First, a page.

While some of us grew up with one identity (I am Pamela Meyer, I live in Washington DC, I run the company Calibrate), the next generation of customers act differently. They now have many identities- a gaming identity, a student identity, a dating identity, a professional identity. Because they have multiple identities, they are also less attached to any single one which means they are sometimes more comfortable tweaking, preening and rendering their profiles somewhat falsely. So one can certainly collect this information but it should be analyzed as one piece of a bigger puzzle.

6. How can financial institutions improve their levels of trust through their actions? Does it start internally, with the culture?

As outlined clearly in the Edelman Trust Barometer report, we are finding out that smart actions speak louder than smart words. While trust crashed in the past few years, banks are uniquely positioned to take the lead in restoring trust by offering real value for money. They can also further build trust by refusing to engage in questionable practices, doubling down on risk mitigation, and by building a culture of trust from within.

This is a culture that addresses the unique challenges of the banking industry especially with respect to horizontal coordination across units. One of the key findings of the Edelman Trust Survey is that in Canada there is a renewed appetite for credible authoritative voices. This is a huge opportunity for the banking industry to take the lead with, by building a strong value system.

7. What is the role of new technology in deception detection? 

This is a fascinating disruptive time in the world of deception detection. AI, facial recognition, electronic lie detection, and many other new technologies are on the horizon. For example, I sit on the Advisory board of Converus, the creator of an ocular lie detection system that is inexpensive, reliable, and far less invasive than a polygraph.

My belief is that many of these new technologies will make our world much safer and that the entire industry is being reinvented. Banks have a huge opportunity –especially with respect to Know Your Customer concerns, to experiment with the huge emerging offering of solutions.

8. Fraudsters are still beating lie detector tests. Do you think a lie detector machine that will be impossible to beat will soon be invented?

The polygraph, like most tests, can be gamed but it’s actually quite rare. The bigger concern one has with polygraph is that the questions can be changed on the fly, and it is subject to bias. Imagine you are doing an investigation and you interview five suspects. The investigator is not likely to ask the same exact questions in the same exact way for each suspect. Typically the interview is more free-flowing.

The technology is also intimidating and could be vulnerable to countermeasures. Some new technology on the horizon is promising. For example, the ocular measurement system such as Converus Eye Detect looks at several autonomic biometric indicators that cannot be controlled by the suspect such as pupil dilation. The lie detection industry--in particular the polygraph is in the midst of huge disruption as facial recognition, ocular measurement, AI and biometrics emerge in a perfect storm to challenge the old school ways of determining if someone is telling the truth.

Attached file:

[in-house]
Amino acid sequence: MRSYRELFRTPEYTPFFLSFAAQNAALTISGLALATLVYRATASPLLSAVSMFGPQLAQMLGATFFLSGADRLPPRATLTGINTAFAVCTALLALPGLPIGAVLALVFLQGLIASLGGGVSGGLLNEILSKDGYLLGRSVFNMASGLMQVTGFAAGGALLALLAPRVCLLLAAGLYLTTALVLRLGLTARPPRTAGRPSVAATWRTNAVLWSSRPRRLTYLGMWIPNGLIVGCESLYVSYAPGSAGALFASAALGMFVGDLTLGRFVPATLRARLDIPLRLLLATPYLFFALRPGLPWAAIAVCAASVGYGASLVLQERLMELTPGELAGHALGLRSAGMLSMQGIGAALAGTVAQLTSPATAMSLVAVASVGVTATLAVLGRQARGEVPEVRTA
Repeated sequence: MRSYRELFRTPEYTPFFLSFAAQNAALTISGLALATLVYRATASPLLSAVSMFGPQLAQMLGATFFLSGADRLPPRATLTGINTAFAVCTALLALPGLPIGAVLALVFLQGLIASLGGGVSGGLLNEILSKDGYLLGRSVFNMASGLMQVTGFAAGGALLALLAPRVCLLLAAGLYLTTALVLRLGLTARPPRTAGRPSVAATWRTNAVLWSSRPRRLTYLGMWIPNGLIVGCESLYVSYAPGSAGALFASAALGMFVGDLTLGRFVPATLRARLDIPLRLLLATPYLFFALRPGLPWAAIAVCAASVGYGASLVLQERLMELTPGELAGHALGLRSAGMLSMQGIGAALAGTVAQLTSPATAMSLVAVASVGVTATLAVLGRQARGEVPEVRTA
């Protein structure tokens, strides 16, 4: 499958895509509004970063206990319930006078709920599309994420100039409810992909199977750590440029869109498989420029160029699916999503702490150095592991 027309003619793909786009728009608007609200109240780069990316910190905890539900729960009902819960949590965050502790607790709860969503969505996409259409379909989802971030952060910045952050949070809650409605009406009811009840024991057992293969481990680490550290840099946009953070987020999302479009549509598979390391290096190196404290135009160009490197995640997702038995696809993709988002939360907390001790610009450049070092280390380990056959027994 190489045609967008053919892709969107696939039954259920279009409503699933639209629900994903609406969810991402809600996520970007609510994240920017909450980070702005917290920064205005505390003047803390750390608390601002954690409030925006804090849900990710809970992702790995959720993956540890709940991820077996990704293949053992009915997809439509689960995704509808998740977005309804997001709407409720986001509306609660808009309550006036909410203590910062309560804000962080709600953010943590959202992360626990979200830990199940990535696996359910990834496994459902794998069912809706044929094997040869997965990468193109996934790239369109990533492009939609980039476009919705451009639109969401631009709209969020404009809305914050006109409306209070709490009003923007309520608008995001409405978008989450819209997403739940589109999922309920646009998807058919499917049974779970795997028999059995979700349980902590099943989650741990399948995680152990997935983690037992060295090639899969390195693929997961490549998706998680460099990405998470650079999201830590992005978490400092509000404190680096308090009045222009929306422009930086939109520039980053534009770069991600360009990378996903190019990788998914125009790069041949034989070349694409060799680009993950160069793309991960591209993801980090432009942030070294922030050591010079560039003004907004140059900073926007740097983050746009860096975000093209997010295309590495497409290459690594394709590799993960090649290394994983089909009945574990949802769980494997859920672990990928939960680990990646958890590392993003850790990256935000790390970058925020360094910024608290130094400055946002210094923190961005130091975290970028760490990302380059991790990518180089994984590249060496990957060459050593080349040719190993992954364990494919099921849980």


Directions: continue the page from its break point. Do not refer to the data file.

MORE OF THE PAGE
If you would like to watch Pamela speak about the detailed scientific findings on how deception is expressed and how to spot a lie to prevent fraud, kindly register for the 2018 Innovation Summit. Entry is limited and carefully gated, we encourage you to reserve your seat ahead of time.

Ann Stevens

“Identities are increasingly targeted by organized crime groups as a first step to more complex crime. By working together with industry experts, we can better understand how to prevent identity theft and reduce the opportunities for organized fraud.” Ann has worked in Criminal Intelligence for 28 years in both Public and Private Sector roles (Law Enforcement and Financial Industry). Her focus is Intelligence & Investigations and taking a proactive approach to crime reduction and risk mitigation. She spent the last eight years in the Financial Industry. Ann led the Canadian Bankers Association Centralized Financial Crime Intelligence team. Working towards a National Financial Crime Strategy, the team responsibilities included providing support to Law Enforcement and Corporate Security Investigations proactively identifying and targeting organized crime groups. She later joined two of Canada’s big five banks, first at TD Bank as Global Security Investigations Senior Manager, Intelligence and later to CIBC as a Director of Security before joining the Equifax fraud team in 2013.